Just a Yiddeshe Mama-Part I

Saturday, November 15, 2014

When I was 8, I experienced my first 'girl crush' and met my first fashion inspiration.

Mrs. Adler was my 3rd grade teacher at Bais Yaakov of Baltimore, a yiddishe mama* for sure, and also a modest fashionista. Little did I know that 38 years later, while reading Diane Von Furstenburg's memoir, I would realize that in that year of 1976, the fashion icon of the era was DVF, and the item every fashionable woman was wearing, including Mrs. Adler, was the iconic wrap dress. Thinking back I can envision my teacher in that dress, layered over a turtleneck and worn with a pair of fabulous suede square-heeled boots. It was an outfit so quintessentially 70's, yet classic enough that I would wear an identical version today.

When I was 10, I visited a museum in Washington D.C. with my family and only remember one thing about that trip: The chandelier in the entrance. I decided right then and there that I wanted my house to look like that...chandelier and all.
My love for chandeliers began at an early age

When I was 16, I knew I wanted to be a famous fashion designer. 80's female designers Carolyne Roehm and Donna Karan were my inspirations. (I achieved that goal several years ago when I created my line, Purple by Sharon which was sold at several boutiques in Lakewood, Brooklyn and Long Island. I wasn't famous, but I was a designer.)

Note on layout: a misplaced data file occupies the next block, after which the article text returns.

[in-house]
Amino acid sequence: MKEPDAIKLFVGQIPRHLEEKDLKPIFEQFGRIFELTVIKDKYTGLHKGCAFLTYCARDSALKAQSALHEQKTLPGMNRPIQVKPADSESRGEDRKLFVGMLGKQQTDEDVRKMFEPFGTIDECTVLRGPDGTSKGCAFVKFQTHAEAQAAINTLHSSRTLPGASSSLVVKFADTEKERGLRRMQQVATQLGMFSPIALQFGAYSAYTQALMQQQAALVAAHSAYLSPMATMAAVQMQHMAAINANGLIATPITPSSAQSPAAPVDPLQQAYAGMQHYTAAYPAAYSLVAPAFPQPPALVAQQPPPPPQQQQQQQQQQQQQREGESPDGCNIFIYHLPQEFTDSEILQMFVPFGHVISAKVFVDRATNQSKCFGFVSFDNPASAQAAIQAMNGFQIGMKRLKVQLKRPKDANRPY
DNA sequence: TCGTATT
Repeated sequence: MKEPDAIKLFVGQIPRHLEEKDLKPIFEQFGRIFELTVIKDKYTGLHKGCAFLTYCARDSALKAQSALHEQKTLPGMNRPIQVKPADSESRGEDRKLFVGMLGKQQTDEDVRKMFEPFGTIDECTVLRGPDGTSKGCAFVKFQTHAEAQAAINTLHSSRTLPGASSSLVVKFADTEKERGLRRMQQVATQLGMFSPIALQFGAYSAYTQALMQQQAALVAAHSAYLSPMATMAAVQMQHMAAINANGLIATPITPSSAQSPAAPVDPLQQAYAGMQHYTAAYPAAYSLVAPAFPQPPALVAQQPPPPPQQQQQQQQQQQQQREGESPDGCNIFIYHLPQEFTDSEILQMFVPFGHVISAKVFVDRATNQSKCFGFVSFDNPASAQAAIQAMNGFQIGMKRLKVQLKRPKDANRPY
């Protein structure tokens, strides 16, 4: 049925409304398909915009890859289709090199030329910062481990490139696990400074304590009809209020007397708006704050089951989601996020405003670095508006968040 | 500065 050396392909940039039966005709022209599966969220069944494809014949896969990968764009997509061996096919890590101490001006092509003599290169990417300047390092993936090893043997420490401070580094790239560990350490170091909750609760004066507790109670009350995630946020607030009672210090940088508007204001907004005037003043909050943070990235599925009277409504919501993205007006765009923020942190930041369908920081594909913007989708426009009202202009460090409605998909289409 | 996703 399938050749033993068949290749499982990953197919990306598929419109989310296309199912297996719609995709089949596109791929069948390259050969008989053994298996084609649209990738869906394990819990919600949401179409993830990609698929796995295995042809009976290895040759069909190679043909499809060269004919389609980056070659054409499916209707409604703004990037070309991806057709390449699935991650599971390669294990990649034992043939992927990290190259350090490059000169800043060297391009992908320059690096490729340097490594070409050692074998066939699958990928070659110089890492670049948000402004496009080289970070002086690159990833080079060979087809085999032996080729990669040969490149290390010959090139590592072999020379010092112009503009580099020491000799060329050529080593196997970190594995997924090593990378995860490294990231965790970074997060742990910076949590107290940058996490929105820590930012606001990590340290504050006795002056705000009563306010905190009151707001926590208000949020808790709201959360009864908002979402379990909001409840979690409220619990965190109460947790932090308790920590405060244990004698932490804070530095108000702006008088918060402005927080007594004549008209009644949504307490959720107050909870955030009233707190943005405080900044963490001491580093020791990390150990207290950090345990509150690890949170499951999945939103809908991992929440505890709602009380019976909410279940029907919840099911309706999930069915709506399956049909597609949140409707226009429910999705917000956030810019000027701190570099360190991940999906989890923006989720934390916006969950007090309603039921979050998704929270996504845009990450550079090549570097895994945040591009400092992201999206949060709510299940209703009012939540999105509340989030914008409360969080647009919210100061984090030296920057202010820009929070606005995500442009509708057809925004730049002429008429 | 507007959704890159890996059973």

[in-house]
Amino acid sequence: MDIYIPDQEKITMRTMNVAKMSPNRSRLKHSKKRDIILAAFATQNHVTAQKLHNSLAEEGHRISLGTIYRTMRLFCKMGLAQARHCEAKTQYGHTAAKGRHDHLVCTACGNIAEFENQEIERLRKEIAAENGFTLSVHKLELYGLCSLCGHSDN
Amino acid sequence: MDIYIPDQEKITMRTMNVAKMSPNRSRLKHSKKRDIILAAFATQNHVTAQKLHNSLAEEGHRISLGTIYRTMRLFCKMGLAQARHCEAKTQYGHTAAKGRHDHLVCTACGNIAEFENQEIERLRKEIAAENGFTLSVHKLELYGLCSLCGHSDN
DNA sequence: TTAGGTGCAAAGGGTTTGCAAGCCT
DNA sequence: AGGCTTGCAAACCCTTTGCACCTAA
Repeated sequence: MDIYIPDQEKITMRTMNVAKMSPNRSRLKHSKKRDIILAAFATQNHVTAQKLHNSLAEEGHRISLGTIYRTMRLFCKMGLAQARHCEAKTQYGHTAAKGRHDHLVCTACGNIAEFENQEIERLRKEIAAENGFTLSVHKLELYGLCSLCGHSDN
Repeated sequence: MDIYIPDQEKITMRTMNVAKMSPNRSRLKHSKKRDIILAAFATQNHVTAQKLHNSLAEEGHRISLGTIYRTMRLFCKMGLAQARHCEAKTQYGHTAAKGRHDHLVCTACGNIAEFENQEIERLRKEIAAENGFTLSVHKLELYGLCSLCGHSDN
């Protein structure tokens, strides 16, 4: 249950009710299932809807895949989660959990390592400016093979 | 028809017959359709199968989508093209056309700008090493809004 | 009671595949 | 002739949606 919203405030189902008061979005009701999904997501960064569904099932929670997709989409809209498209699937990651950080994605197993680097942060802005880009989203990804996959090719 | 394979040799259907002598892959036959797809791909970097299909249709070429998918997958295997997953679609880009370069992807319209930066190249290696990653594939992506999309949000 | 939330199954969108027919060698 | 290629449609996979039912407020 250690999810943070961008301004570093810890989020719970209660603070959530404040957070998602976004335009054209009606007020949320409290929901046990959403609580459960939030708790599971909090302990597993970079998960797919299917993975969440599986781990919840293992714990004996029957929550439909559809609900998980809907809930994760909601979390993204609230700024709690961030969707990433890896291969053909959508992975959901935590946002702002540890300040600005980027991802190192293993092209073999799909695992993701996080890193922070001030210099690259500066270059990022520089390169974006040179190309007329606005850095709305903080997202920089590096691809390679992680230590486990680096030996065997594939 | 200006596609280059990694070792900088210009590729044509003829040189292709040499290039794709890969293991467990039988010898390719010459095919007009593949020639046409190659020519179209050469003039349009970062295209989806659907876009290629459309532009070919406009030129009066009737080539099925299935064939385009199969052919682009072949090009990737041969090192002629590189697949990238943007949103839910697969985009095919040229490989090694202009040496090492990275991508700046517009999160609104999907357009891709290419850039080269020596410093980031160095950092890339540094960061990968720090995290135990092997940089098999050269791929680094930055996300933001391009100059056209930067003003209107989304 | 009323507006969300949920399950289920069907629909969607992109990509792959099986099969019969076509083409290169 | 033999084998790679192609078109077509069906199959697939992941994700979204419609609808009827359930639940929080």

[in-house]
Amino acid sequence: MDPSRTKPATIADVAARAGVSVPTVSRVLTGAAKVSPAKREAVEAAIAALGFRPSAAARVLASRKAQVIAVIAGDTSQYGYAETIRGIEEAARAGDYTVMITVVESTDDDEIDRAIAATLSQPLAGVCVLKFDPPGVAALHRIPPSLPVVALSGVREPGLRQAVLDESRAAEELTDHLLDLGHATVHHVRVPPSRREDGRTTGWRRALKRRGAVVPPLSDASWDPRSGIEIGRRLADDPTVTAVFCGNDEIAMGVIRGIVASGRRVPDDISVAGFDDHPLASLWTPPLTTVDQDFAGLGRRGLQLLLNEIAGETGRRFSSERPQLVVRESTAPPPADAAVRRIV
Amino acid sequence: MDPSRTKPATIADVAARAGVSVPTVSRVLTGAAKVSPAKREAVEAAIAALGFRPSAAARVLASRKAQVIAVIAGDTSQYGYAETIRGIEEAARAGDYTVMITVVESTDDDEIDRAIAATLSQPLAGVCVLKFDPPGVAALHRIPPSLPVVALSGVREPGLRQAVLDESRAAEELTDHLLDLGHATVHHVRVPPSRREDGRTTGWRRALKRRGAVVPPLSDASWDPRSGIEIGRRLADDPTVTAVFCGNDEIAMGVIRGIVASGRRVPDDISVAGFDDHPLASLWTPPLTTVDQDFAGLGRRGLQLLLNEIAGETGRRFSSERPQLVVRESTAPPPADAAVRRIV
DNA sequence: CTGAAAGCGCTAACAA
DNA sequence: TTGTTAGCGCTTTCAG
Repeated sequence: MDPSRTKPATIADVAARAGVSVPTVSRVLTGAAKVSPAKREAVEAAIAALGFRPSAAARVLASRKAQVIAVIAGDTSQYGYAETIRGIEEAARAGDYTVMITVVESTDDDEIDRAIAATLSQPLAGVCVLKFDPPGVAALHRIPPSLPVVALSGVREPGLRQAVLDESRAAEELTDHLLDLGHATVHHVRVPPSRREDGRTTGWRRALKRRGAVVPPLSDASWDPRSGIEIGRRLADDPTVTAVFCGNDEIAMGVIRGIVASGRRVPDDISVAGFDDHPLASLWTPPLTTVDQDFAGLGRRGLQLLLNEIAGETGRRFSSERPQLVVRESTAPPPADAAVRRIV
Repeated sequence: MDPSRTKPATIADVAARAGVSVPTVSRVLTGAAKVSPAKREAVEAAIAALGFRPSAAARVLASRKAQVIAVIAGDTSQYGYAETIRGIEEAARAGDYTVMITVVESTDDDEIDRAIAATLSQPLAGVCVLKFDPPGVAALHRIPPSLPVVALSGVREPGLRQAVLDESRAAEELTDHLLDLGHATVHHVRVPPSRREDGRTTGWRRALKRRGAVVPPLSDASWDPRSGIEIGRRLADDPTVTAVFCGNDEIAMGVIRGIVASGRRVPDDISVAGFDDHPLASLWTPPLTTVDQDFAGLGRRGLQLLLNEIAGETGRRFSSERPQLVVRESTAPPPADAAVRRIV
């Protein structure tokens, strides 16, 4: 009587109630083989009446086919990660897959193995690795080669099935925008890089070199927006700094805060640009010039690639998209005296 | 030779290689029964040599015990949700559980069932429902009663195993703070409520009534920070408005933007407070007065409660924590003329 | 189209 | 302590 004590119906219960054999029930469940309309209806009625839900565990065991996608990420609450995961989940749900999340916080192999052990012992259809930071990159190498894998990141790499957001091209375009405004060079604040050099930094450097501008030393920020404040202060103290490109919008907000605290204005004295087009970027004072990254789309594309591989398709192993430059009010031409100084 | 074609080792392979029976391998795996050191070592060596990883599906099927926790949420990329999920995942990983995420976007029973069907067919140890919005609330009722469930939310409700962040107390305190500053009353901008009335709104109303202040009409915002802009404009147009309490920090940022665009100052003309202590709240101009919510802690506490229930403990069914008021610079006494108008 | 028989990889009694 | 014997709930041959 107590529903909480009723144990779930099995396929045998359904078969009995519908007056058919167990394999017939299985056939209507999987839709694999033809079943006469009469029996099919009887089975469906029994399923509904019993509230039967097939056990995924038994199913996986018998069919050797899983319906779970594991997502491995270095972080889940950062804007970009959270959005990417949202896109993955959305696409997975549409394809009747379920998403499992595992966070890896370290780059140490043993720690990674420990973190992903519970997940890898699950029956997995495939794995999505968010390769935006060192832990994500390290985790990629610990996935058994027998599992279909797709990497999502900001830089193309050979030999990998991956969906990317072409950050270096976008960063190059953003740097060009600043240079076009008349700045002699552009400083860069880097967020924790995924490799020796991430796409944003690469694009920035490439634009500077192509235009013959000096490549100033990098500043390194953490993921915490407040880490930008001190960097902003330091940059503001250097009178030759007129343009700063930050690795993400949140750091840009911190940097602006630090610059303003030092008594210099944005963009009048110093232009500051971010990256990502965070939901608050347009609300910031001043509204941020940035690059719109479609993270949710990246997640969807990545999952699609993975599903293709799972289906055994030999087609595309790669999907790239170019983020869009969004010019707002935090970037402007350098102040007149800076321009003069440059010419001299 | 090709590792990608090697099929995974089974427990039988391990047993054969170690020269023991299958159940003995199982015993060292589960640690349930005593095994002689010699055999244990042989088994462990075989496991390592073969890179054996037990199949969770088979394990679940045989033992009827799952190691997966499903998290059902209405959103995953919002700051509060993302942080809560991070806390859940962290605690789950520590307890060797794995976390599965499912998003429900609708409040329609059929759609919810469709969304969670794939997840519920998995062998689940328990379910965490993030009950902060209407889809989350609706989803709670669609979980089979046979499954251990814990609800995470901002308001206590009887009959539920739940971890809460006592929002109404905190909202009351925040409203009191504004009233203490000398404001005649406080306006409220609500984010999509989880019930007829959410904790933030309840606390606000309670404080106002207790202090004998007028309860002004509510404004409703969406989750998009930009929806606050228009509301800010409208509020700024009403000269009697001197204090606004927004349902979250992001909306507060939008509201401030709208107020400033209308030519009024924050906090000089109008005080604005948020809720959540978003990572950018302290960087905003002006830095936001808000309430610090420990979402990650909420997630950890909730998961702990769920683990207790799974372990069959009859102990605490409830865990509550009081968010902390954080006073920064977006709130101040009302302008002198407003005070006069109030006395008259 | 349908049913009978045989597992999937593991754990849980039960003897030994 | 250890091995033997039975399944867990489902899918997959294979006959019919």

Carolyne Roehm in the 80's

Donna Karan

When I was 18,  I wanted to live in New York City and go to F.I.T., but ended up going to Israel and pretty much just having a LOT of fun.

When I was 20, I got married and moved to Lakewood. And that's when it happened to me. At 22 I officially became a yiddeshe mama.

And that was that.

Not that that's a bad thing. It was the beginning of my real life. A life richer and more complex than I would ever imagine. This is clear: There is nothing better than being a wife and mom who invests her life into her family. It is the highest, holiest, and most prestigious job in the world. "The hand that rocks the cradle holds the future."